This quirky, miniature sci-fi narrative was represented by a blue bar travelling down a hexagonal tunnel, revolving around it to shoot oncoming viruses. The player would have had to destroy these enemy forces to prevent the respective company’s network from going down. As you can see in the images below, the health of the network was represented by an icon on the HUD which turned from green to red.
After finishing Lair, Factor 5 was working on a new Turrican game for the PS3, but as the partnership with SONY was later terminated when Lair was a critical as well as a commercial failure, the development of this new game was stopped. We dont have an official name for this game, and it’s labeled simply as “Turrican” or “Project Cyclone” just because of the name of its artworks. Project Cyclone was put on hold still in early development and probably we’ll never see it again.
From the few artworks that remain, we can notice a character that looks a bit like an evolution of the one in Turrican and we can only wonder if this project was going to be a resurrection of the unreleased Thornado for the GameCube.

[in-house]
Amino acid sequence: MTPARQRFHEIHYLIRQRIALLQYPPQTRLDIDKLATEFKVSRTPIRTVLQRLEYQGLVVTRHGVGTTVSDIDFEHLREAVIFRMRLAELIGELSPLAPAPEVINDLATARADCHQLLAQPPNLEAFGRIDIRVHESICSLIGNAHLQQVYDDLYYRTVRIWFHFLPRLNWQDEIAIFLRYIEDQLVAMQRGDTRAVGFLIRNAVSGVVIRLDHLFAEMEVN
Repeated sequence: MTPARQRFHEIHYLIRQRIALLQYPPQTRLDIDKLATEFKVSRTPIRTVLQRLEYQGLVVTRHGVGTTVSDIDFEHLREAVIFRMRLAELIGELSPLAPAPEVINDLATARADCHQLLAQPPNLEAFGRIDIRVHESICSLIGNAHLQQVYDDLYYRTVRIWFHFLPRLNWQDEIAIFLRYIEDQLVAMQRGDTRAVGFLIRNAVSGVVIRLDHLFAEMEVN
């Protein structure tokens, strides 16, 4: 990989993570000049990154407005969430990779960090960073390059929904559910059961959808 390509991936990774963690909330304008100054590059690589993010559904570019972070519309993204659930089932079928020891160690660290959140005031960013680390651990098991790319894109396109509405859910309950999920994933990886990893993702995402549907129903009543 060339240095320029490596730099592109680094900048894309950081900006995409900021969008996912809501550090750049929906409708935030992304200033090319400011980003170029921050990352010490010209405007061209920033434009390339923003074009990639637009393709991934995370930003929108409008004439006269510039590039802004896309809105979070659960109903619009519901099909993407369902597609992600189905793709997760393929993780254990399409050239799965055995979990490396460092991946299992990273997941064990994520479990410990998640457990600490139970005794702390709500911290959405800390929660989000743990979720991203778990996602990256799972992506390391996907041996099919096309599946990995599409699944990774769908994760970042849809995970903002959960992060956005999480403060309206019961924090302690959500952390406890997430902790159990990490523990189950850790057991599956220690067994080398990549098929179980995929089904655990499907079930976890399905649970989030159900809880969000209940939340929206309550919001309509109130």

In May 2009, Factor 5’s american studio was closed down, because (as we can read from the official F5’s website) “obstacles created by the sudden bankrupcy of Brash Entertainment for the continuation of operations have turned out too great to overcome in the current economic climate”. The projects that were still in development should have been moved to the german studio, but it’s currently unknow if they will be able to complete them or if those games are going to be cancelled.
2 unannounced Wii games were in development at Factor’s 5 as we can read from an interesting article over at GoneIsGone, one of which was a flight simulation game. From the few 3D models available from this “Flight Project” it seems that we would have been able to fly all over the world with different aeroplanes and space-crafts (probably an easter egg from previous F5’s Star Wars titles). We can speculate that this prototype was developed from the concept of the – never released – F5’s Pilotwings for the GameCube and created with the Wii Lair Engine.
On December 2009, ShockingAlberto from the NeoGAF forum, posted some more assets from this project. One of the images has a different graphic style from the other assets, with a more cartoony / stylized characters. We can speculate that at some point in the development, Factor 5 decided to change the style of the game to appeal more to casuals and families.
It would be really nice to play a new flight simulation developed by F5 and we really hope that they could be able to finish and release this project.